AG Applauds EPA’s Proposed Rule to Regulate Power Plant Greenhouse Gas Emissions, Cut Climate Change Pollution
BOSTON – Applauding today’s announcement by the United States Environmental Protection Agency (EPA) of proposed rules to reduce greenhouse gas emissions from existing power plants under the federal Clean Air Act, Attorney General Martha Coakley issued the following statement:
“We applaud this major step to protect public health and welfare by reducing greenhouse gas pollution from existing power plants, the largest source of U.S. greenhouse gas pollution. EPA’s action today will allow states the flexibility to develop or rely on existing programs to address the risks of climate change and meet new reduction targets cost-effectively, such as the Regional Greenhouse Gas Initiative. We are pleased to stand by President Obama and EPA on this historic day.”
In December 2013, AG Coakley submitted comments along with New York, California, Connecticut, Delaware, Maine, Maryland, New Mexico, Oregon, Rhode Island, Vermont, Washington, the District of Columbia, and the California Air Resources Board, in response to the EPA’s request for input in developing a proposed rule by June 2014 to regulate emissions from existing power plants, the largest source of greenhouse gas emissions in the nation.
In 2006, the AG's Office joined a multi-state lawsuit seeking to force the EPA to regulate greenhouse gas emissions from new and existing power plants under the Clean Air Act. After the Supreme Court’s 2007 decision in Massachusetts v. EPA, a schedule was set for the EPA to regulate emissions from new and existing power plants, which the EPA failed to meet.
In June 2013, President Obama directed the EPA to propose standards for new power plant emissions, which were completed in September 2013, and to propose and finalize emission guidelines for existing power plants by June 2014, and June 2015, respectively. The EPA must require states to submit implementation plans by June 30, 2016.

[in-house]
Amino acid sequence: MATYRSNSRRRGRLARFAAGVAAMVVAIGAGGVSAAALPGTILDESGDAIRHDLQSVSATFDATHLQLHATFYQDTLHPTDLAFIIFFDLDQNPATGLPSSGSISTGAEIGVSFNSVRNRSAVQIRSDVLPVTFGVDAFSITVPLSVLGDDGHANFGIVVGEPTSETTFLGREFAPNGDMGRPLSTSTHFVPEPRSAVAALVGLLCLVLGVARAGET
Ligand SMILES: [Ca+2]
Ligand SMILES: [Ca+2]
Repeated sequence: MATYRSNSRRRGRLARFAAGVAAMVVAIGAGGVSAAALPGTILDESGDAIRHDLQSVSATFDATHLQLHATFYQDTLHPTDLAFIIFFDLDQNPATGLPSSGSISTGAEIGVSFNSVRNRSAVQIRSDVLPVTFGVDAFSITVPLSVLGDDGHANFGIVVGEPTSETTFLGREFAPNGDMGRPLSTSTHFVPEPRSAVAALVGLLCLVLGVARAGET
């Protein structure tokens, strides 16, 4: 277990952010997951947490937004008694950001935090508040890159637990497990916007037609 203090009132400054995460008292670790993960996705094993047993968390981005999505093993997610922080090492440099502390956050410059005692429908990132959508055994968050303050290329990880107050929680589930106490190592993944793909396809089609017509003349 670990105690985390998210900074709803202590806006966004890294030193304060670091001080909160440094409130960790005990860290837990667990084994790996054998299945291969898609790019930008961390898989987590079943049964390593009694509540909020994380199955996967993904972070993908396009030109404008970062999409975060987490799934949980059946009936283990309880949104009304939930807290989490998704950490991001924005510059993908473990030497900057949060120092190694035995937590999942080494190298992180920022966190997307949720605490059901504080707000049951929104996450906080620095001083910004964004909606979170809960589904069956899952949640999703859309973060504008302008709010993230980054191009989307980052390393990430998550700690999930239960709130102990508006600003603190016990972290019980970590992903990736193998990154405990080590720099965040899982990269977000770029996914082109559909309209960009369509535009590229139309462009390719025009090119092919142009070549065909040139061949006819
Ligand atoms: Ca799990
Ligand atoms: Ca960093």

The Clean Air Act requires EPA to establish an emission guideline, based on the best system of emission reduction identified by EPA, and give states flexibility to determine how they will achieve or exceed the carbon pollution limits for their existing power plants.
Several states, including Massachusetts — which has been a national leader in tackling climate change and promoting a clean energy economy — have taken measures cost effectively to reduce carbon emissions from the power sector, including establishing renewable portfolio standards to encourage greater reliance on clean energy, implementing energy efficiency programs, and participating in market-based programs, such as the Regional Greenhouse Gas Initiative.
For years, the AG’s Office has been a leader in pursuing federal regulation of greenhouse gases under the Clean Air Act, including leading a coalition of states, in coordination with numerous environmental groups, in the landmark Supreme Court case of Massachusetts v. EPA.
This matter is being handled by Assistant Attorneys General Melissa Hoffer, Chief, and Carol Iancu, of AG Coakley’s Environmental Protection Division.